Today, Greater Manchester Fire and Rescue Service (GMFRS) said the number of dogs that have died so far is 53.
More than 30 firefighters brought the blaze under control with damage caused to about a third of the kennels.
A 15-year-old boy is being questioned on suspicion of arson as a joint investigation by Greater Manchester Police and GMFRS gets under way.
A number of JustGiving accounts were set up in the wake of the blaze with more than £260,000 raised on one set up by the Manchester Evening News and another £20,000 by local radio presenter Chelsea Norris.
A Facebook group called 'Dog selfie for Manchester dogs home' has been set up urging users to donate.
Started by 25-year old Joe Farrar, the Facebook page leading the campaign - Dog selfie for Manchester dogs’ home - already has more than 4,000 likes.
Mr Farrar told the Huffington Post UK he hoped to capitalise on the recent success of the ALS Ice Bucket Challenge to help out the stricken Manchester mutts.
"It knocked me sick when I saw the story," he said, adding that he hoped the viral nature of the money-raising campaign would help to to rebuild the home and get it back to it's former glory.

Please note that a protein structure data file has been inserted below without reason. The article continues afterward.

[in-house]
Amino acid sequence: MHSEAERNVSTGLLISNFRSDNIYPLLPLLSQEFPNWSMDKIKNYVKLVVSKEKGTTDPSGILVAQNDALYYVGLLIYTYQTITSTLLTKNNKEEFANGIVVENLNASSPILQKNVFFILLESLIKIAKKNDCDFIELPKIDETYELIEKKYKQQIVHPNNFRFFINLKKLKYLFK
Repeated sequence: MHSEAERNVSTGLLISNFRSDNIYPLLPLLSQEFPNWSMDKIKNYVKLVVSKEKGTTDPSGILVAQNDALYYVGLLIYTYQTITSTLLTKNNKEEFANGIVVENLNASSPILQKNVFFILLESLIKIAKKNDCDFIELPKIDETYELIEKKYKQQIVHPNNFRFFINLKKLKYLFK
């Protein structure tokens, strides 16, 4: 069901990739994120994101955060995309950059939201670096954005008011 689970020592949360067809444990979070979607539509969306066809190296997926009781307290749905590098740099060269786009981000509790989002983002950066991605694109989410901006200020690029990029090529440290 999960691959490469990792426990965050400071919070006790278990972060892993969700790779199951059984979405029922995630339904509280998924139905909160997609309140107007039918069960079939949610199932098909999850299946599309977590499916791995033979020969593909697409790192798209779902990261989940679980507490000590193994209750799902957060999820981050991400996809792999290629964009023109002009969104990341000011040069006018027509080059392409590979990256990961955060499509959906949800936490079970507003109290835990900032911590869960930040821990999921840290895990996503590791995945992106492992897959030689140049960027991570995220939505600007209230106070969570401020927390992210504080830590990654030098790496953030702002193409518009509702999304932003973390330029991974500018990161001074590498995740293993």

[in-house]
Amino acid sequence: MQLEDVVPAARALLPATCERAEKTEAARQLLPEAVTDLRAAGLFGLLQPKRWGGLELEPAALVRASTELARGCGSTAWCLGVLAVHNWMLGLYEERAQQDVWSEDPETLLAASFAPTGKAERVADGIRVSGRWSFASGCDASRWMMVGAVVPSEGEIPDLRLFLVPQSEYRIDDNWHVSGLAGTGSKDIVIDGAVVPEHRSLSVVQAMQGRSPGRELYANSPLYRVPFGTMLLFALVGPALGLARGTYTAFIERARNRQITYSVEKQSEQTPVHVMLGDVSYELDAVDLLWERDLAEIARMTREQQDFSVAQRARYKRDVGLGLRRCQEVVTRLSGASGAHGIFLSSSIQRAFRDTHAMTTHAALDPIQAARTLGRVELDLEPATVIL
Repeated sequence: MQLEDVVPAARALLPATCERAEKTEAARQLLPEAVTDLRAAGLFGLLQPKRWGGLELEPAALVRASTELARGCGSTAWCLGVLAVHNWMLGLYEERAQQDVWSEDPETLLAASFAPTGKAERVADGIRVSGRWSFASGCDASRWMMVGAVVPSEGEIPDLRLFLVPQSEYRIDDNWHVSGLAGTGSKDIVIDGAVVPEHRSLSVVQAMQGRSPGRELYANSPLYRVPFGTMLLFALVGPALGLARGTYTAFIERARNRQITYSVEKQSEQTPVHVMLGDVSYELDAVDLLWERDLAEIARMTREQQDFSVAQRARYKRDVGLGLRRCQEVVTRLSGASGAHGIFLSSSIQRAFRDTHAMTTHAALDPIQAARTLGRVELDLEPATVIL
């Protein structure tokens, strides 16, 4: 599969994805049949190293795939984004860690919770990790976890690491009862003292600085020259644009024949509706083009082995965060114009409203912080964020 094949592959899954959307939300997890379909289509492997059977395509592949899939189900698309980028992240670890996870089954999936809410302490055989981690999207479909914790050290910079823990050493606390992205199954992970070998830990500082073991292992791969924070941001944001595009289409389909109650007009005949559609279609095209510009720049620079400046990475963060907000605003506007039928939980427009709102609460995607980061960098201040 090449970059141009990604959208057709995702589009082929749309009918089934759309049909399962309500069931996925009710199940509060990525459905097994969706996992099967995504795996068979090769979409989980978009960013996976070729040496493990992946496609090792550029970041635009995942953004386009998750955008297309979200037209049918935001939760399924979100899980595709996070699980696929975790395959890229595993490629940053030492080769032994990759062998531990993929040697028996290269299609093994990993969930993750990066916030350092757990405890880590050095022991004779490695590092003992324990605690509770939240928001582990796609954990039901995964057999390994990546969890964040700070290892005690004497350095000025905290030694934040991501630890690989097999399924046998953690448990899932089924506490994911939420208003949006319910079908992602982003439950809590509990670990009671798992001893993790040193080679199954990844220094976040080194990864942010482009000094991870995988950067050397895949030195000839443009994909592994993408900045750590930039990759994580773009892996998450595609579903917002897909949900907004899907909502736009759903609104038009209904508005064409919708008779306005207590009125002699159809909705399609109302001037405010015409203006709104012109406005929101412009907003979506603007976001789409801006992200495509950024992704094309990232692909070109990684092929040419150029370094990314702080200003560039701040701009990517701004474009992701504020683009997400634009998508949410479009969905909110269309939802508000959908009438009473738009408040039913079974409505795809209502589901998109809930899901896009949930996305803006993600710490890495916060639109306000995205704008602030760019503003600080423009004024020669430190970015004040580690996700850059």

"I thought there was an opportunity to get my local community in Wythenshawe involved and donating, and well it's spiralled and it's been unbelievable," he said.
The fund set up following last night's fire is incredibly now heading towards a £1 million target.
Last night, Anna Stansfield, manager of Cheshire Dogs Home, described the blaze as "soul destroying" and added all the rescued dogs would be transferred to its site in Cheshire.
She said she could not comment on the circumstances of the blaze but confirmed that four members of staff were working there at the time.
Ms Stansfield said: "I cannot describe what we have seen tonight. It's soul destroying."
Superintendent Marcus Noden, of Greater Manchester Police, said: "We are working closely with Greater Manchester Fire and Rescue Service to establish how this tragedy has occurred.